A new study has uncovered fifteen novel 'hotspots' in the human genome that increase a woman's risk of developing breast cancer - bringing the total count of known genetic risk factors to 94...
9 February 2015 - by Dr Rachael Panizzo 
An international research collaboration analysing the DNA of 100,000 women has identified two new genetic variants that are associated with an increased risk of the most common form of breast cancer...
19 January 2015 - by Kirsty Oswald 
UK researchers have identified a gene that is active in a difficult-to-treat form of breast cancer, raising the possibility of developing targeted treatments.
8 September 2014 - by Dr Kimberley Bryon-Dodd 
Angelina Jolie's decision to openly discuss her preventative double mastectomy after testing positive for a dangerous BRCA1 mutation may have led to a dramatic upswing in referrals to genetic counselling services, if results from a Canadian study are widely applicable...
8 September 2014 - by Dr Charlotte Warren-Gash 
All Ashkenazi Jewish women should be screened for high-cancer-risk genetic mutations) from age 30, say scientists behind a study looking at that population....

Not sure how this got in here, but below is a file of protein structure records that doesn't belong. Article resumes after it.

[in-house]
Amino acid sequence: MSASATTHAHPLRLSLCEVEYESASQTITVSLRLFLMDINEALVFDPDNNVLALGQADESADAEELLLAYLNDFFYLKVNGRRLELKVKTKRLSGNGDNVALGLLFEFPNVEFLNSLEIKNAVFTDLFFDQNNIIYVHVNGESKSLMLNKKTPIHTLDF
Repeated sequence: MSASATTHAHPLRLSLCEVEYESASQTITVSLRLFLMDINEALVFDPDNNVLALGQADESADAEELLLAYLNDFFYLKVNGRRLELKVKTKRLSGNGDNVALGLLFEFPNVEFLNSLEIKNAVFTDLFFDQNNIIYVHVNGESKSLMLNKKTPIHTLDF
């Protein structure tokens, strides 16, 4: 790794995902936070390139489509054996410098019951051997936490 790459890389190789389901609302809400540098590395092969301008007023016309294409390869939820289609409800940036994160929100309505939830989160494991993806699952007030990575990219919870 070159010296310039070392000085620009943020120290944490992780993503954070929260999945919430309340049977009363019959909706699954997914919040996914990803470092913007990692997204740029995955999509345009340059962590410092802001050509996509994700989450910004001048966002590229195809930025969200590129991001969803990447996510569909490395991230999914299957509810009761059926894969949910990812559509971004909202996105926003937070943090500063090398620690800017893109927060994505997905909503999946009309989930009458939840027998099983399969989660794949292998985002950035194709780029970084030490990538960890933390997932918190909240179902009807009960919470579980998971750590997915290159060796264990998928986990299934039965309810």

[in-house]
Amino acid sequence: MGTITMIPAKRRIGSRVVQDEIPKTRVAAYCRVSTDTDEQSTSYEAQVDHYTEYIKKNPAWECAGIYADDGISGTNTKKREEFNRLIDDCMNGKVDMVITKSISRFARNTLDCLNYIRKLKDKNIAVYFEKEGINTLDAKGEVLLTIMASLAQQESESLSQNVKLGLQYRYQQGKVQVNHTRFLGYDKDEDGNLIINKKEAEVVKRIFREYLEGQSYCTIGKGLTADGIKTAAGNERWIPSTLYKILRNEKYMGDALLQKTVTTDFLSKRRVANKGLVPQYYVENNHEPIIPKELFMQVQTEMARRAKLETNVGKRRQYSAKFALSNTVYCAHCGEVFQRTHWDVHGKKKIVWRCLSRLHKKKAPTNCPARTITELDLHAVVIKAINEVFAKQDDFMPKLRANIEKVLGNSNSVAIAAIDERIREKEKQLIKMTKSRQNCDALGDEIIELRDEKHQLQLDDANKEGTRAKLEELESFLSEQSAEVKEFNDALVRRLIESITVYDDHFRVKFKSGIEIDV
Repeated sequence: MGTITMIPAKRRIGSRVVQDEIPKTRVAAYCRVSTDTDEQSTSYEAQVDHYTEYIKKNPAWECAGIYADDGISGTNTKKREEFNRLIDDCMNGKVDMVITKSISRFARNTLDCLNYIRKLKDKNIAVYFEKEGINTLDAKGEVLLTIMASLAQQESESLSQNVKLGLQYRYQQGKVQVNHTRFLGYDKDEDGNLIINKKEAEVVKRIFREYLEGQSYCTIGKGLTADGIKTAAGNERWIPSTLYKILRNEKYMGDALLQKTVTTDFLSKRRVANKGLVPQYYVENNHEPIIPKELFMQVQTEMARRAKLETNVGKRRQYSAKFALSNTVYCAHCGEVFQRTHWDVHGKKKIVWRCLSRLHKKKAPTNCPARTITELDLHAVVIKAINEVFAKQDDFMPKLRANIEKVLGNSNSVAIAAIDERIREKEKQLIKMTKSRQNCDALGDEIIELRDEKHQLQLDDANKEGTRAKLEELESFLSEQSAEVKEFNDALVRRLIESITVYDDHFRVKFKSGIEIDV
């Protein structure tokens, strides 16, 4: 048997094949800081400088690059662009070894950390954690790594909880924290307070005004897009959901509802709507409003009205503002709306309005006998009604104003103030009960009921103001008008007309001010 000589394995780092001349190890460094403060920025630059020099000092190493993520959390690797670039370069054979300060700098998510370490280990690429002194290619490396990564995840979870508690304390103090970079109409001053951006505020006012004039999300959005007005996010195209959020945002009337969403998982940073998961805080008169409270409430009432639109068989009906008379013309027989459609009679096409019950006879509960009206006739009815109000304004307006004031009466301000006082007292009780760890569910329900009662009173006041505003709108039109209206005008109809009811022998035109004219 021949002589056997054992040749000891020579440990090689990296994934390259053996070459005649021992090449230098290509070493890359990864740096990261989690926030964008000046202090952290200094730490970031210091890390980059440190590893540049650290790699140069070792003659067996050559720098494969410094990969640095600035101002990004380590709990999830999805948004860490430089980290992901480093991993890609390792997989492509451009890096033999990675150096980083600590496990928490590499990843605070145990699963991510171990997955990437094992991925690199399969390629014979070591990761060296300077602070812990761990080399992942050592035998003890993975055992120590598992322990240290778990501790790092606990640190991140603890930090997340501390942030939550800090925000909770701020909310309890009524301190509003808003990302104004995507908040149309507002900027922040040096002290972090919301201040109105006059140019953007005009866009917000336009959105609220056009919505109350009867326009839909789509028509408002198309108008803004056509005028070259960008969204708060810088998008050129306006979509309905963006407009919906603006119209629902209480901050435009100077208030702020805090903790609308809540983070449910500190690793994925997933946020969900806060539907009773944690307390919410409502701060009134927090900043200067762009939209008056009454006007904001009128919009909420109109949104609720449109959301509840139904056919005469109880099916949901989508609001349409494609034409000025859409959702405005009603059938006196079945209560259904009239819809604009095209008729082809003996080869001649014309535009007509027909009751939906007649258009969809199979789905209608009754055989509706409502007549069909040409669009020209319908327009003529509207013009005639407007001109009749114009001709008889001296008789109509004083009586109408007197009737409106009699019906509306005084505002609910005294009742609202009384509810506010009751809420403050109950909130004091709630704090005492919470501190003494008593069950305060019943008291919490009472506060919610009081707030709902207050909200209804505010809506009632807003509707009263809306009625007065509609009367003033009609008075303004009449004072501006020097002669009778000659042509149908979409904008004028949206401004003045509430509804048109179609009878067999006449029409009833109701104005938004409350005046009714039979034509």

27 August 2013 - by Simon Hazelwood-Smith 
For the first time, a major health insurance company in the USA will require its customers to receive genetic counselling before it will pay for certain genetic tests...
23 March 2006 - by BioNews 
Commercial genetic testing offered to women with a family history of breast cancer may provide false reassurance in some cases, a new US study shows. Researchers based at the University of Washington in Seattle studied women affected by hereditary breast cancer, who had all received negative results following BRCA1 and...
Women cannot make an informed decision about this test ( - 17/09/2014)
As long as the genetic notions of breast cancer held on by the medical business are mired in dogma instead of good science (discussed in the book "The Mammogram Myth" by Rolf Hefti - see ), and as long as the same industry suppresses critical information about BRCA and invasive cancer treatments, incorporating this test systematically is likely going to do more harm than good, and women are allowed to only make an uninformed decision based on one-sided information.